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This year, The Lawyer’s annual ranking of the largest UK law firms by turnover is available as an interactive, digital benchmarking tool. For the first time this will allow you to manipulate each data set against the metrics of your choice.
The Law Society of Scotland has announced plans to scrap its current Professional Competence Course (PCC) for trainees in favour of a new Continuing Professional Development (CPD) programme.
It is planned that from 2011, all trainees in Scotland will no longer have to take time out of their training contract to study the PCC at university, but will instead, be able to spread the new 60-hour Trainee CPD over two years.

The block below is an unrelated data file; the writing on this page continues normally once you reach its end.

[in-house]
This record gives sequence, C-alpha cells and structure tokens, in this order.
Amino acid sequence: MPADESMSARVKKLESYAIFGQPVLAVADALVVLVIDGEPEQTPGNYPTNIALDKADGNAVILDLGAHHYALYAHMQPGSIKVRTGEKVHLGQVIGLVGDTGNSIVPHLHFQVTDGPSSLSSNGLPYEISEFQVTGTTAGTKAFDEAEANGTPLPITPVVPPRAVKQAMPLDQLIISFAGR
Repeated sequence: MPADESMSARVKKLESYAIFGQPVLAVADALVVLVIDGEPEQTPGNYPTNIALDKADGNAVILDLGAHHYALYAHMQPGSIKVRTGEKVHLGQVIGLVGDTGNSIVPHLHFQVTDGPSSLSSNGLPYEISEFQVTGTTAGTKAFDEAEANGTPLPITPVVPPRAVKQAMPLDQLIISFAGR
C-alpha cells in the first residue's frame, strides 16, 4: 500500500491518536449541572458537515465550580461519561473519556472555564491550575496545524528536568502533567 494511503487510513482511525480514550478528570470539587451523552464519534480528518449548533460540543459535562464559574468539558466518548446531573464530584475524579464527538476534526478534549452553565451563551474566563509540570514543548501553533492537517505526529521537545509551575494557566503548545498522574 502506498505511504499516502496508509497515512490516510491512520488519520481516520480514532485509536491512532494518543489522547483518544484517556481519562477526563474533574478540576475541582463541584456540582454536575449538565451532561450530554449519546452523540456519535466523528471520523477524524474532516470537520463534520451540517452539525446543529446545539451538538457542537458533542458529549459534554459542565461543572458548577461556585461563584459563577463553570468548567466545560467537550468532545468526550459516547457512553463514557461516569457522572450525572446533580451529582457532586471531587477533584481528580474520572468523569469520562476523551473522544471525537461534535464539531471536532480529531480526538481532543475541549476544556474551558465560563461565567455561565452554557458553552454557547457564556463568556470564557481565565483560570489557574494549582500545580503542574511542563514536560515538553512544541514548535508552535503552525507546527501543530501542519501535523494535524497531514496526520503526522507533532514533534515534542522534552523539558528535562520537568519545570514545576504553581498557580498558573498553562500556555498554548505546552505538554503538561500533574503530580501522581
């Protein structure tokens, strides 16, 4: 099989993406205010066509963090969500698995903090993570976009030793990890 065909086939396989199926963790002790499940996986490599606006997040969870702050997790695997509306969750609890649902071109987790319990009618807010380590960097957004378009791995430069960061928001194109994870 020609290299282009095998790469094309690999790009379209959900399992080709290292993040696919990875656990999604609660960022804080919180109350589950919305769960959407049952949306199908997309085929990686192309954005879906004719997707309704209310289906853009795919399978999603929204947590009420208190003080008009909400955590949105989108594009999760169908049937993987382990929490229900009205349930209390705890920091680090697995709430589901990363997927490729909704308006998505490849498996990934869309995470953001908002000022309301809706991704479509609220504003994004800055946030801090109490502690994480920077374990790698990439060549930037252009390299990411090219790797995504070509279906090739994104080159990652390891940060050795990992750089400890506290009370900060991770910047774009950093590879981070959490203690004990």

Deputy director of education and training policy Collette Paterson said: “The mechanics of Trainee CPD, including activities that will qualify and how the 60 hours should be constituted over two years, is currently being developed by a working party, which is bearing flexibility and cost in mind.”
At the moment there are two main routes to qualifying as a solicitor in Scotland. Candidates either take the LLB course at a university, or undertake a three year period of work-based training, during which the society’s own exams are taken.
Those following either of these routes then undertake a Diploma in Legal Practice (similar to the Legal Practice Course) and a two year traineeship with a solicitor, supplemented by the PCC.